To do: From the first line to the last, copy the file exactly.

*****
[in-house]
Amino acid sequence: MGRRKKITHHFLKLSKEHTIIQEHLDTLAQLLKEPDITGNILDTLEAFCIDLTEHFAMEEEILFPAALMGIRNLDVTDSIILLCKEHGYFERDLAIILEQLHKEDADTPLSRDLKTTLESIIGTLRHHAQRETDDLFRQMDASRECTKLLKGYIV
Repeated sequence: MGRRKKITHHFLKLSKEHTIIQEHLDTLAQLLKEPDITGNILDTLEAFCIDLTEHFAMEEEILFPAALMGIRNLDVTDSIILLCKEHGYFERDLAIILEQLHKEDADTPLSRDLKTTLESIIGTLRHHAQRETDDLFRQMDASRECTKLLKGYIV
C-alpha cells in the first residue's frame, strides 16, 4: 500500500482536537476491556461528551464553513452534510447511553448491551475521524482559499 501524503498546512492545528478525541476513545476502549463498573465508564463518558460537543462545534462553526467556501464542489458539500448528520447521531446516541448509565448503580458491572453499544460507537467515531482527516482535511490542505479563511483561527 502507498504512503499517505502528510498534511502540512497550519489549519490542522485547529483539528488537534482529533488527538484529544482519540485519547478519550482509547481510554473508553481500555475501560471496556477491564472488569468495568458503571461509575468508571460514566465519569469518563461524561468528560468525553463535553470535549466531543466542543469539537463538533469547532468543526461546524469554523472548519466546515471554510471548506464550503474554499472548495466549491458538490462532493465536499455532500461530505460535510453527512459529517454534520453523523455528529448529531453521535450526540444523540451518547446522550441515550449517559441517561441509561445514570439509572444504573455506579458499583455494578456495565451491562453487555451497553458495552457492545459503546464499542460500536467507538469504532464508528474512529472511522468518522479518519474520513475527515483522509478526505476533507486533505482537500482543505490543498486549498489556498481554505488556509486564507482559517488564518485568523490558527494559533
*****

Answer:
[in-house]
Amino acid sequence: MGRRKKITHHFLKLSKEHTIIQEHLDTLAQLLKEPDITGNILDTLEAFCIDLTEHFAMEEEILFPAALMGIRNLDVTDSIILLCKEHGYFERDLAIILEQLHKEDADTPLSRDLKTTLESIIGTLRHHAQRETDDLFRQMDASRECTKLLKGYIV
Repeated sequence: MGRRKKITHHFLKLSKEHTIIQEHLDTLAQLLKEPDITGNILDTLEAFCIDLTEHFAMEEEILFPAALMGIRNLDVTDSIILLCKEHGYFERDLAIILEQLHKEDADTPLSRDLKTTLESIIGTLRHHAQRETDDLFRQMDASRECTKLLKGYIV
C-alpha cells in the first residue's frame, strides 16, 4: 500500500482536537476491556461528551464553513452534510447511553448491551475521524482559499 501524503498546512492545528478525541476513545476502549463498573465508564463518558460537543462545534462553526467556501464542489458539500448528520447521531446516541448509565448503580458491572453499544460507537467515531482527516482535511490542505479563511483561527 502507498504512503499517505502528510498534511502540512497550519489549519490542522485547529483539528488537534482529533488527538484529544482519540485519547478519550482509547481510554473508553481500555475501560471496556477491564472488569468495568458503571461509575468508571460514566465519569469518563461524561468528560468525553463535553470535549466531543466542543469539537463538533469547532468543526461546524469554523472548519466546515471554510471548506464550503474554499472548495466549491458538490462532493465536499455532500461530505460535510453527512459529517454534520453523523455528529448529531453521535450526540444523540451518547446522550441515550449517559441517561441509561445514570439509572444504573455506579458499583455494578456495565451491562453487555451497553458495552457492545459503546464499542460500536467507538469504532464508528474512529472511522468518522479518519474520513475527515483522509478526505476533507486533505482537500482543505490543498486549498489556498481554505488556509486564507482559517488564518485568523490558527494559533